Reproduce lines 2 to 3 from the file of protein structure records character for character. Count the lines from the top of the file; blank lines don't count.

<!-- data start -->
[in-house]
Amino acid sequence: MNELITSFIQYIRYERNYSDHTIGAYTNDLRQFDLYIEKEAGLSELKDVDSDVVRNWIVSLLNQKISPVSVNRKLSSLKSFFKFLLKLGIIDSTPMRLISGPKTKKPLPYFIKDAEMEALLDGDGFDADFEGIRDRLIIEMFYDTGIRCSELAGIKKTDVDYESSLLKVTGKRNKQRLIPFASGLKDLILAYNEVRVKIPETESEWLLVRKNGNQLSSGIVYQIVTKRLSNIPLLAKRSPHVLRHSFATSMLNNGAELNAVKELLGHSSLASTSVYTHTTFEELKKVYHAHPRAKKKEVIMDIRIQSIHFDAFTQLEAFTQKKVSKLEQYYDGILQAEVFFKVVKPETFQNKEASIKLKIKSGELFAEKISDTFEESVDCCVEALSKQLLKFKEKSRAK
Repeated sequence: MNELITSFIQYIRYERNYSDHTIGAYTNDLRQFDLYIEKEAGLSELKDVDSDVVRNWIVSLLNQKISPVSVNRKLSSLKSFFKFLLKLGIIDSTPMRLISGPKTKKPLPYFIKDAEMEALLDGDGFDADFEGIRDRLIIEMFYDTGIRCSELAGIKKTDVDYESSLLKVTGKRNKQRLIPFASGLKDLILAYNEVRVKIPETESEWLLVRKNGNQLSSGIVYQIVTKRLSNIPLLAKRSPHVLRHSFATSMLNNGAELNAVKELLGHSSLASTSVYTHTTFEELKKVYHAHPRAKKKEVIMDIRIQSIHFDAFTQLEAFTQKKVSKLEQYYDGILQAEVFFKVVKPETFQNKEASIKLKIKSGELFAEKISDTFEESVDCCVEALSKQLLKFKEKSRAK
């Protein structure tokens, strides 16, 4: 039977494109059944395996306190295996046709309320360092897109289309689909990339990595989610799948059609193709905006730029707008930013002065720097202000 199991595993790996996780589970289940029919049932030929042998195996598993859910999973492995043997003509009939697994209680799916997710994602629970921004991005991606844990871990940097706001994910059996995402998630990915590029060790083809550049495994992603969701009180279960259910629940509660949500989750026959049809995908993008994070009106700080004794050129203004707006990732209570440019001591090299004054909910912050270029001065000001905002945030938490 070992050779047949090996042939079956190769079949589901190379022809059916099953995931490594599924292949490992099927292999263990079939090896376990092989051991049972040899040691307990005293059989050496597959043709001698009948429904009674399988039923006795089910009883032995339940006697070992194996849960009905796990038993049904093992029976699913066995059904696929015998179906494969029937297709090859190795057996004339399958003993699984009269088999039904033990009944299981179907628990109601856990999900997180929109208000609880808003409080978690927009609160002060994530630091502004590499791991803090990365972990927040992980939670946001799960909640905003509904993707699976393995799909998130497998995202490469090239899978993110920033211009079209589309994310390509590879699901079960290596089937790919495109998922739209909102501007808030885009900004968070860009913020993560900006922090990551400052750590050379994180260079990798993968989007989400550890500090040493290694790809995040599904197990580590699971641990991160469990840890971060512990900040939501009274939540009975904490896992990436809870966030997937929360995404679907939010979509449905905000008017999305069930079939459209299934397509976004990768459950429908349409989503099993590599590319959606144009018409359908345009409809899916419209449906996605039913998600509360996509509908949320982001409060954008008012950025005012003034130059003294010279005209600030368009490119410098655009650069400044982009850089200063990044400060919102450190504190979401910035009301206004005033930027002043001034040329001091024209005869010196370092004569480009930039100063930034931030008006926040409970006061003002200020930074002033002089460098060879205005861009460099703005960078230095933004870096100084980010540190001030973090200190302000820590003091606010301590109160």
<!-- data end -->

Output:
Amino acid sequence: MNELITSFIQYIRYERNYSDHTIGAYTNDLRQFDLYIEKEAGLSELKDVDSDVVRNWIVSLLNQKISPVSVNRKLSSLKSFFKFLLKLGIIDSTPMRLISGPKTKKPLPYFIKDAEMEALLDGDGFDADFEGIRDRLIIEMFYDTGIRCSELAGIKKTDVDYESSLLKVTGKRNKQRLIPFASGLKDLILAYNEVRVKIPETESEWLLVRKNGNQLSSGIVYQIVTKRLSNIPLLAKRSPHVLRHSFATSMLNNGAELNAVKELLGHSSLASTSVYTHTTFEELKKVYHAHPRAKKKEVIMDIRIQSIHFDAFTQLEAFTQKKVSKLEQYYDGILQAEVFFKVVKPETFQNKEASIKLKIKSGELFAEKISDTFEESVDCCVEALSKQLLKFKEKSRAK
Repeated sequence: MNELITSFIQYIRYERNYSDHTIGAYTNDLRQFDLYIEKEAGLSELKDVDSDVVRNWIVSLLNQKISPVSVNRKLSSLKSFFKFLLKLGIIDSTPMRLISGPKTKKPLPYFIKDAEMEALLDGDGFDADFEGIRDRLIIEMFYDTGIRCSELAGIKKTDVDYESSLLKVTGKRNKQRLIPFASGLKDLILAYNEVRVKIPETESEWLLVRKNGNQLSSGIVYQIVTKRLSNIPLLAKRSPHVLRHSFATSMLNNGAELNAVKELLGHSSLASTSVYTHTTFEELKKVYHAHPRAKKKEVIMDIRIQSIHFDAFTQLEAFTQKKVSKLEQYYDGILQAEVFFKVVKPETFQNKEASIKLKIKSGELFAEKISDTFEESVDCCVEALSKQLLKFKEKSRAK